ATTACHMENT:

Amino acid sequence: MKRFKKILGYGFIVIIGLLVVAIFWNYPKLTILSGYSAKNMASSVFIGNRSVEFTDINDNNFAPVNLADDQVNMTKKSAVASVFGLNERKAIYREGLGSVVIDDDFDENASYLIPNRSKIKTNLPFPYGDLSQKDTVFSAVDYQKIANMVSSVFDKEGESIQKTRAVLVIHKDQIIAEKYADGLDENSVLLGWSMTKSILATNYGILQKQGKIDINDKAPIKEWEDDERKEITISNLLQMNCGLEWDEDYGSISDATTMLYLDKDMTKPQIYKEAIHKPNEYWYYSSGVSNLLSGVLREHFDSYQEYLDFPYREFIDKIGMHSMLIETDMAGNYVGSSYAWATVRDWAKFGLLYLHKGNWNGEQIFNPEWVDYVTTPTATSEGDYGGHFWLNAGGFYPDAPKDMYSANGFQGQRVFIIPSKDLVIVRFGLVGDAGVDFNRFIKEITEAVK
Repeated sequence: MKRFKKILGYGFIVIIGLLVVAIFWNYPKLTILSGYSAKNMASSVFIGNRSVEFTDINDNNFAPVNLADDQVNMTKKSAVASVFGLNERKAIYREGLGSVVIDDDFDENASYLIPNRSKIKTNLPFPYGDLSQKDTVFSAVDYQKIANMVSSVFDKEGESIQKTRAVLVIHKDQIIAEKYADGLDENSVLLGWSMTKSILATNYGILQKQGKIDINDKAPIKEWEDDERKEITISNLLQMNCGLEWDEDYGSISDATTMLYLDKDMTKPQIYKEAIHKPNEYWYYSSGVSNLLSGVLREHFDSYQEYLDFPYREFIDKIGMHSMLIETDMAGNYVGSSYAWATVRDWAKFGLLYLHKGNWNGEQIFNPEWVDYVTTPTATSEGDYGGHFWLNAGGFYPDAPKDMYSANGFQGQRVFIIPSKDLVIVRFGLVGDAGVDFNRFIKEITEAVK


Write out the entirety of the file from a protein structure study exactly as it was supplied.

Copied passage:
Amino acid sequence: MKRFKKILGYGFIVIIGLLVVAIFWNYPKLTILSGYSAKNMASSVFIGNRSVEFTDINDNNFAPVNLADDQVNMTKKSAVASVFGLNERKAIYREGLGSVVIDDDFDENASYLIPNRSKIKTNLPFPYGDLSQKDTVFSAVDYQKIANMVSSVFDKEGESIQKTRAVLVIHKDQIIAEKYADGLDENSVLLGWSMTKSILATNYGILQKQGKIDINDKAPIKEWEDDERKEITISNLLQMNCGLEWDEDYGSISDATTMLYLDKDMTKPQIYKEAIHKPNEYWYYSSGVSNLLSGVLREHFDSYQEYLDFPYREFIDKIGMHSMLIETDMAGNYVGSSYAWATVRDWAKFGLLYLHKGNWNGEQIFNPEWVDYVTTPTATSEGDYGGHFWLNAGGFYPDAPKDMYSANGFQGQRVFIIPSKDLVIVRFGLVGDAGVDFNRFIKEITEAVK
Repeated sequence: MKRFKKILGYGFIVIIGLLVVAIFWNYPKLTILSGYSAKNMASSVFIGNRSVEFTDINDNNFAPVNLADDQVNMTKKSAVASVFGLNERKAIYREGLGSVVIDDDFDENASYLIPNRSKIKTNLPFPYGDLSQKDTVFSAVDYQKIANMVSSVFDKEGESIQKTRAVLVIHKDQIIAEKYADGLDENSVLLGWSMTKSILATNYGILQKQGKIDINDKAPIKEWEDDERKEITISNLLQMNCGLEWDEDYGSISDATTMLYLDKDMTKPQIYKEAIHKPNEYWYYSSGVSNLLSGVLREHFDSYQEYLDFPYREFIDKIGMHSMLIETDMAGNYVGSSYAWATVRDWAKFGLLYLHKGNWNGEQIFNPEWVDYVTTPTATSEGDYGGHFWLNAGGFYPDAPKDMYSANGFQGQRVFIIPSKDLVIVRFGLVGDAGVDFNRFIKEITEAVK